To help you meet this deadline, keep these tips in mind:

  • Set aside an hour or two in the morning before your day’s responsibilities. If you do this, I know you can write your ebook in time.
  • Don’t self-edit along the way or you’ll fall into the trap of being a perfectionist who takes forever to meet their writing goals. Editing during writing is the number one killer to your writing output.
  • Remember the main reason why you wanted to write this book. That why-factor will motivate you when it gets hard.
  • Take solace in the fact that if you give your best effort for three weeks, it’ll all be over.

After writing your book, the final four days give you a chance to cut the unnecessary writing and edit your book before publishing.

Day 27 to 28: Edit it yourself

In the normal book writing process, you would hire an editor to spend a few weeks revising your book on content and copy. But there’s no time for that in this advanced schedule.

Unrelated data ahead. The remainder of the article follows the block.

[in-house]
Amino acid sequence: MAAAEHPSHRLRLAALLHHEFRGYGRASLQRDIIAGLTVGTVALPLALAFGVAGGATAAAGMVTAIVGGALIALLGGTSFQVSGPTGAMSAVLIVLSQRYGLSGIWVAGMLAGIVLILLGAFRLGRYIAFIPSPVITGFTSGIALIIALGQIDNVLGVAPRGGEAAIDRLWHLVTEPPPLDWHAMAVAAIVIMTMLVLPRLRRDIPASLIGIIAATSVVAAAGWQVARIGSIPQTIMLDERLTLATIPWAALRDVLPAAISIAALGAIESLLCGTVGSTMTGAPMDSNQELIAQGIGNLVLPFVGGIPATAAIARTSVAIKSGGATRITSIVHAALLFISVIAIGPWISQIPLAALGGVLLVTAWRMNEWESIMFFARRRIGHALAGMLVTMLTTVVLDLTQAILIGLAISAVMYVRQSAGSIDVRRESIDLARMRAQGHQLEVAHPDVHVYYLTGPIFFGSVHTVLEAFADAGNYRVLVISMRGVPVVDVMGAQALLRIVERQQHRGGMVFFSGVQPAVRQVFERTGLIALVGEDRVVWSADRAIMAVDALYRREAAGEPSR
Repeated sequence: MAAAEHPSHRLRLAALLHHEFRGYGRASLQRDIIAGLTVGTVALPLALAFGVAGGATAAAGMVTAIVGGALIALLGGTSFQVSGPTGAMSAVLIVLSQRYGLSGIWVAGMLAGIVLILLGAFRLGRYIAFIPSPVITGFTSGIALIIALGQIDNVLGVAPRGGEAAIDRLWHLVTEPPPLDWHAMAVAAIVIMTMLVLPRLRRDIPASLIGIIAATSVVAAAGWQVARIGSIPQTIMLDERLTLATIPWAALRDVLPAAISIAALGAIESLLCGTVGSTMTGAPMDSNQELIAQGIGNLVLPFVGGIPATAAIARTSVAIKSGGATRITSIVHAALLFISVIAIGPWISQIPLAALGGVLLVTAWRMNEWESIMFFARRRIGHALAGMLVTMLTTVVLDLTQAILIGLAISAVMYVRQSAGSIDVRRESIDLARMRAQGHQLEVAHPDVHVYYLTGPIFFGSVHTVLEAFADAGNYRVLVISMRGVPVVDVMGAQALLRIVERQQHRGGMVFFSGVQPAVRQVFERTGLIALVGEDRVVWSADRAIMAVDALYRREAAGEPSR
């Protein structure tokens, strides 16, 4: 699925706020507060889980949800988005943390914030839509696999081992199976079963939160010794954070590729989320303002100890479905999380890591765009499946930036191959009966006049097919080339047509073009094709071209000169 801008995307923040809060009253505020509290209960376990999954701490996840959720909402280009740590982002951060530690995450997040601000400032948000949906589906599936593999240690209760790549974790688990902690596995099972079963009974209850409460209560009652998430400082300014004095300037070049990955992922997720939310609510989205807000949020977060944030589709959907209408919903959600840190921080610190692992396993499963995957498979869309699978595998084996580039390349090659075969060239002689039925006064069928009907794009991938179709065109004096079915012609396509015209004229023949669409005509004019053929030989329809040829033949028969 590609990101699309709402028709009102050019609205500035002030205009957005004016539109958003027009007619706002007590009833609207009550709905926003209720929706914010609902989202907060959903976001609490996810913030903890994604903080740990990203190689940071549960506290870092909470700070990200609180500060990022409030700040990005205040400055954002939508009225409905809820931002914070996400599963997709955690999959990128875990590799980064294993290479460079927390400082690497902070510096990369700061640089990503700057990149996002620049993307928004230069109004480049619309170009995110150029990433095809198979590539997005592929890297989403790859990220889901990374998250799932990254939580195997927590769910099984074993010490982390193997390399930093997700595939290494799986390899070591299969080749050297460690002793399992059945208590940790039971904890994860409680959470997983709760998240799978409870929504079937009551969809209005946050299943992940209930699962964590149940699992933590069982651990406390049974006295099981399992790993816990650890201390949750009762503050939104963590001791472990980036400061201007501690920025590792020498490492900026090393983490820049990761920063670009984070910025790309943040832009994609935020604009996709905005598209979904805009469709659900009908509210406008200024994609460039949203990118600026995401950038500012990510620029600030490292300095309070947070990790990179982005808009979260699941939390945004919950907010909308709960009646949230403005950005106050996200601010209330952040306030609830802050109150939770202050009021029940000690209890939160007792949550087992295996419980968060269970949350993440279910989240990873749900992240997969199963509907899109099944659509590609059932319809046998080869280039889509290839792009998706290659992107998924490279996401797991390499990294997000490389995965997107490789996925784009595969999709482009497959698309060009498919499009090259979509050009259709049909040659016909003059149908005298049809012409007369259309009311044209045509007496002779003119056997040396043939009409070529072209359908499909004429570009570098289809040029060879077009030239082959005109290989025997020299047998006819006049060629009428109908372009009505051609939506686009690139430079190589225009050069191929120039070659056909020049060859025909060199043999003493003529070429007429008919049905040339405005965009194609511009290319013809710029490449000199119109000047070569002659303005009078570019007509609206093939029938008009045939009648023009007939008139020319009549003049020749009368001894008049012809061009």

However, that won’t be a problem if you execute.

When you edit your book, be sure to at least read it out loud once. This will highlight a lot of errors to revise.

The main questions to ask yourself when you edit include:

  • Does the overall organization and structure flow from paragraph to paragraph and chapter to chapter?
  • Are there any missing information holes that need to be filled for the reader?
  • How does your writing voice sound? Is it too boring without enough personality? Or is it too informal when you want to come off as more of an authority?

Do as best as you can to take your eyes out of writer mode, and think of yourself as an outside reader who is checking out your book for the first time.

And while readers will notice horrible typos and grammar, if you cover your tracks during the out loud reading, then they’ll focus more on your content. Meaning you can get by without creating the best written book in the world.

With two days left, the next move is to get a separate set of eyes to review your ebook and make late changes.

Day 29 to 30: Have a trusted peer edit it